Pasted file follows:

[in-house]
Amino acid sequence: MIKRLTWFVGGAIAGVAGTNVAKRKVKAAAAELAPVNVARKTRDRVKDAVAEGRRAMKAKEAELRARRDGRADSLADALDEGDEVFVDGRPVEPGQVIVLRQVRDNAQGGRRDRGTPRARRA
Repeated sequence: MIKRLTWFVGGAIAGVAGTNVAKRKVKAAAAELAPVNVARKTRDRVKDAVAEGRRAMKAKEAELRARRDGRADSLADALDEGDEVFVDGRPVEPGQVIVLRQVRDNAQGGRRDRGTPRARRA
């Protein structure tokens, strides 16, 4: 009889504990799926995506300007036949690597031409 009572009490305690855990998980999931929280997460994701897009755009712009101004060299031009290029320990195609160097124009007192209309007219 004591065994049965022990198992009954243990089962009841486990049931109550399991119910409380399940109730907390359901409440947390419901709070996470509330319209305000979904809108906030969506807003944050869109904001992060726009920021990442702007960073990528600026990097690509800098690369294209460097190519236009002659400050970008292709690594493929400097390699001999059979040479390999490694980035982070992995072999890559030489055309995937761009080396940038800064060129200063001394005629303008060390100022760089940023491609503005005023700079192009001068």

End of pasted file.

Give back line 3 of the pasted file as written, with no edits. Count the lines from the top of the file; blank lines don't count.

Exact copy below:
Repeated sequence: MIKRLTWFVGGAIAGVAGTNVAKRKVKAAAAELAPVNVARKTRDRVKDAVAEGRRAMKAKEAELRARRDGRADSLADALDEGDEVFVDGRPVEPGQVIVLRQVRDNAQGGRRDRGTPRARRA